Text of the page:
While there seems to be plenty of information available about the photoelectric effect and the emission and absorption of photons by conductors (metals) at optical frequencies, I’ve been searching for some time for near layman level descriptions of the details of how low energy photons (i.e. radio frequency) photons are absorbed or emitted by the conduction band electron plasma of a conductor. Does anyone have any good references?
If a single photon is absorbed in a metal, it promotes an electron from a filled state below the Fermi energy to an empty one above. Photons with infrared or RF frequencies will have too little energy to induce an interband transition, so the transition will be intraband. That is, the photons promote an electron in the conduction band from slightly below the Fermi energy to slightly above in the same band.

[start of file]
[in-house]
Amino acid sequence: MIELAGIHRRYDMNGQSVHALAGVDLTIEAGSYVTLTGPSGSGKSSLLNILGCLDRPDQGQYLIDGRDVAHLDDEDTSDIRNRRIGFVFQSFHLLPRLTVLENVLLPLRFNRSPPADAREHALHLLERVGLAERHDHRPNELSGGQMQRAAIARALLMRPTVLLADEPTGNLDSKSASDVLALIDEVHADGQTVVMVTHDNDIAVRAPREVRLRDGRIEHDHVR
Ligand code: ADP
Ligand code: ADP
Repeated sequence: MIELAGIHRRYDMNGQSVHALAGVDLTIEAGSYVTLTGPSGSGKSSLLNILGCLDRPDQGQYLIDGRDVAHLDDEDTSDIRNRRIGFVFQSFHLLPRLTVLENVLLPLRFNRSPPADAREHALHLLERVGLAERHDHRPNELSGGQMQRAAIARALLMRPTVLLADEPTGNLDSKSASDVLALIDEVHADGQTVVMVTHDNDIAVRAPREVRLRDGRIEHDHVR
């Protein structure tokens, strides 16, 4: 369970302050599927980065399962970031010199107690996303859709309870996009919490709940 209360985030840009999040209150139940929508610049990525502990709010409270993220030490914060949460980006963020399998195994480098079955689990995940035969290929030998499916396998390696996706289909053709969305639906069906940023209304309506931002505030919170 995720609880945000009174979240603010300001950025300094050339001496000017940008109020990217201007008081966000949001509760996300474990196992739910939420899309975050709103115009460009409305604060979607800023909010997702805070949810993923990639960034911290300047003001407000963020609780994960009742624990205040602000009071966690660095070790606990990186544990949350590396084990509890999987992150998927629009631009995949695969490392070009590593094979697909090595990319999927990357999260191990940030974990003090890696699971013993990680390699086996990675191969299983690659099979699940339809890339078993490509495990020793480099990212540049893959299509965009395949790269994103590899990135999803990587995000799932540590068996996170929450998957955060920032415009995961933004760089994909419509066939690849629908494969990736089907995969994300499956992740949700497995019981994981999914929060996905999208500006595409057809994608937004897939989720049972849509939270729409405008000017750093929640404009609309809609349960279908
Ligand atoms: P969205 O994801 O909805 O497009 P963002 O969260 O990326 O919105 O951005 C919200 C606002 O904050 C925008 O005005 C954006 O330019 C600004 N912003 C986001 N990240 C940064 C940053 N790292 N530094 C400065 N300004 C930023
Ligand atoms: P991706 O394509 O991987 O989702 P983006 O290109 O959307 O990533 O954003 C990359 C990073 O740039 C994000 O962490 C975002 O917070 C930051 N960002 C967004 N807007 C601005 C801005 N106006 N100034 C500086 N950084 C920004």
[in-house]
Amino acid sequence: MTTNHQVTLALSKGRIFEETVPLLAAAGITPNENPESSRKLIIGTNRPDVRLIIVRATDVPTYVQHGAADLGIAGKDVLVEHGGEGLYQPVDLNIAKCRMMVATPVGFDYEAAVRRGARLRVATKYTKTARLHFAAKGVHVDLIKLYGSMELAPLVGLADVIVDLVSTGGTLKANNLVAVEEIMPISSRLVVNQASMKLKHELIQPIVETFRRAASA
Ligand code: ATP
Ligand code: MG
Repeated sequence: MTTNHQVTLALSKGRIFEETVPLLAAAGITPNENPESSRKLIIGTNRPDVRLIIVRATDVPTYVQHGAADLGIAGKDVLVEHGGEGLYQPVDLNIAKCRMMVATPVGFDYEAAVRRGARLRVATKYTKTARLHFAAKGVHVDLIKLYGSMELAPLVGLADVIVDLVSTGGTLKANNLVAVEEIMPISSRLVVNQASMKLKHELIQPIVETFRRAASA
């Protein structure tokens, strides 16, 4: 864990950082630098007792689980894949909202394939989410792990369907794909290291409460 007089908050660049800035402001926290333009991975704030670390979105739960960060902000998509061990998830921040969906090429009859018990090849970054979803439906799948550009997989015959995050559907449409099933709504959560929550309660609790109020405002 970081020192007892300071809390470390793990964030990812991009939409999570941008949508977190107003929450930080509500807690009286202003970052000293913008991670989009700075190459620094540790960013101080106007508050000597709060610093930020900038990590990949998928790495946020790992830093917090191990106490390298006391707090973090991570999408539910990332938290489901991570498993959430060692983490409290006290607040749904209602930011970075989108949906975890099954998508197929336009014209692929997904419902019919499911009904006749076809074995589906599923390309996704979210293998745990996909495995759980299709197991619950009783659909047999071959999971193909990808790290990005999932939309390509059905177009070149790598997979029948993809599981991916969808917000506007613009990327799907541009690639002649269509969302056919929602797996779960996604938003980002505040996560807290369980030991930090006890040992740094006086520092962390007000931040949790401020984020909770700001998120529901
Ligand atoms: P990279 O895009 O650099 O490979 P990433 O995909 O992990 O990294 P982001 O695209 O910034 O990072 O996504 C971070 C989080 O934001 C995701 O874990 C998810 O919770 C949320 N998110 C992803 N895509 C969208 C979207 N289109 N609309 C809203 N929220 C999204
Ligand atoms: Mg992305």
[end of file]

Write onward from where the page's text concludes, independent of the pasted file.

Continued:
Typically, intraband transitions are forbidden for light absorption since they do not conserve energy and momentum. Photons have a large energy and a small momentum, so photon absorption is usually depicted as a “vertical” transition in the material band structure. An intraband transition, on the other hand, is essentially “diagonal”, requiring similar amounts of energy and momentum.
The key here is that in a metal, there are many scattering events (parameterized phenomenologically by the Drude scattering time). This reduces the lifetime of the state and introduces uncertainty in the position of the electron. By the quantum uncertainty principles, the scattering thus relaxes the momentum and energy conservation requirements, allowing “diagonal” transitions.
You can think of this as an indirect transition: That is, when a photon is absorbed, the photon provides the energy, and a scattering partner (e.g. a phonon or impurity) provides the momentum. The likelihood of this occurring is given by the Drude conductivity.